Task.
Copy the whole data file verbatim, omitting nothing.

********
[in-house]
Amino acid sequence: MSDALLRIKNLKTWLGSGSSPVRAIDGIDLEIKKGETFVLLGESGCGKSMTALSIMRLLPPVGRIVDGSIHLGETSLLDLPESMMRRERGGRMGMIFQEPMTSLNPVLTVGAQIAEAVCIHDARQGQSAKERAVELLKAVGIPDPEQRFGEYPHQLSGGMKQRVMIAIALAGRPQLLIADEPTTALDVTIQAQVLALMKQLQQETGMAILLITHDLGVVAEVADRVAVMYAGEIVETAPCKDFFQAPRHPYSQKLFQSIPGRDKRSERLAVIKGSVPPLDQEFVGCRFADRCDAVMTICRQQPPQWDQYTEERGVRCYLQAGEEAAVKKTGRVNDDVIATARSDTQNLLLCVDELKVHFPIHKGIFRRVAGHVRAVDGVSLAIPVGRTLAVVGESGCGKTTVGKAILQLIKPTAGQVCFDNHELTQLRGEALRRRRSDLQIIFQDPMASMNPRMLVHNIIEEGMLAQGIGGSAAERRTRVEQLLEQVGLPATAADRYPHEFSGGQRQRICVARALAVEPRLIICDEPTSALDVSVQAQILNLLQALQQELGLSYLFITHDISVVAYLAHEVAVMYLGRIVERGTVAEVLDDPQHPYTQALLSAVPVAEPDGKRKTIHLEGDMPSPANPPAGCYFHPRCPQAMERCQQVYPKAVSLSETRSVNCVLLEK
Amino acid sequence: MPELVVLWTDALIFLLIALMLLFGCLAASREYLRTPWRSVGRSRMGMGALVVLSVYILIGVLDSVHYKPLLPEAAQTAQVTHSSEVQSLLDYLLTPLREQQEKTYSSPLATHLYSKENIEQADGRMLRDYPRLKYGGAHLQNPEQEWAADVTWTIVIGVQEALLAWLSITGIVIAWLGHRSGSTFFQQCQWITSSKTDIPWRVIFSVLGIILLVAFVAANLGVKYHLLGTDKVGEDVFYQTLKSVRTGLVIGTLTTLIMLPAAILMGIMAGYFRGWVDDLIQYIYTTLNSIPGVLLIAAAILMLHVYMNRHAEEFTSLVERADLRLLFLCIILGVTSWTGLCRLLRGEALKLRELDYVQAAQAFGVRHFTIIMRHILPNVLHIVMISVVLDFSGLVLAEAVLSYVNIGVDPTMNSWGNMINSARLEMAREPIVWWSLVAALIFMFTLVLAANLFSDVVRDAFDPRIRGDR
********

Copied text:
[in-house]
Amino acid sequence: MSDALLRIKNLKTWLGSGSSPVRAIDGIDLEIKKGETFVLLGESGCGKSMTALSIMRLLPPVGRIVDGSIHLGETSLLDLPESMMRRERGGRMGMIFQEPMTSLNPVLTVGAQIAEAVCIHDARQGQSAKERAVELLKAVGIPDPEQRFGEYPHQLSGGMKQRVMIAIALAGRPQLLIADEPTTALDVTIQAQVLALMKQLQQETGMAILLITHDLGVVAEVADRVAVMYAGEIVETAPCKDFFQAPRHPYSQKLFQSIPGRDKRSERLAVIKGSVPPLDQEFVGCRFADRCDAVMTICRQQPPQWDQYTEERGVRCYLQAGEEAAVKKTGRVNDDVIATARSDTQNLLLCVDELKVHFPIHKGIFRRVAGHVRAVDGVSLAIPVGRTLAVVGESGCGKTTVGKAILQLIKPTAGQVCFDNHELTQLRGEALRRRRSDLQIIFQDPMASMNPRMLVHNIIEEGMLAQGIGGSAAERRTRVEQLLEQVGLPATAADRYPHEFSGGQRQRICVARALAVEPRLIICDEPTSALDVSVQAQILNLLQALQQELGLSYLFITHDISVVAYLAHEVAVMYLGRIVERGTVAEVLDDPQHPYTQALLSAVPVAEPDGKRKTIHLEGDMPSPANPPAGCYFHPRCPQAMERCQQVYPKAVSLSETRSVNCVLLEK
Amino acid sequence: MPELVVLWTDALIFLLIALMLLFGCLAASREYLRTPWRSVGRSRMGMGALVVLSVYILIGVLDSVHYKPLLPEAAQTAQVTHSSEVQSLLDYLLTPLREQQEKTYSSPLATHLYSKENIEQADGRMLRDYPRLKYGGAHLQNPEQEWAADVTWTIVIGVQEALLAWLSITGIVIAWLGHRSGSTFFQQCQWITSSKTDIPWRVIFSVLGIILLVAFVAANLGVKYHLLGTDKVGEDVFYQTLKSVRTGLVIGTLTTLIMLPAAILMGIMAGYFRGWVDDLIQYIYTTLNSIPGVLLIAAAILMLHVYMNRHAEEFTSLVERADLRLLFLCIILGVTSWTGLCRLLRGEALKLRELDYVQAAQAFGVRHFTIIMRHILPNVLHIVMISVVLDFSGLVLAEAVLSYVNIGVDPTMNSWGNMINSARLEMAREPIVWWSLVAALIFMFTLVLAANLFSDVVRDAFDPRIRGDR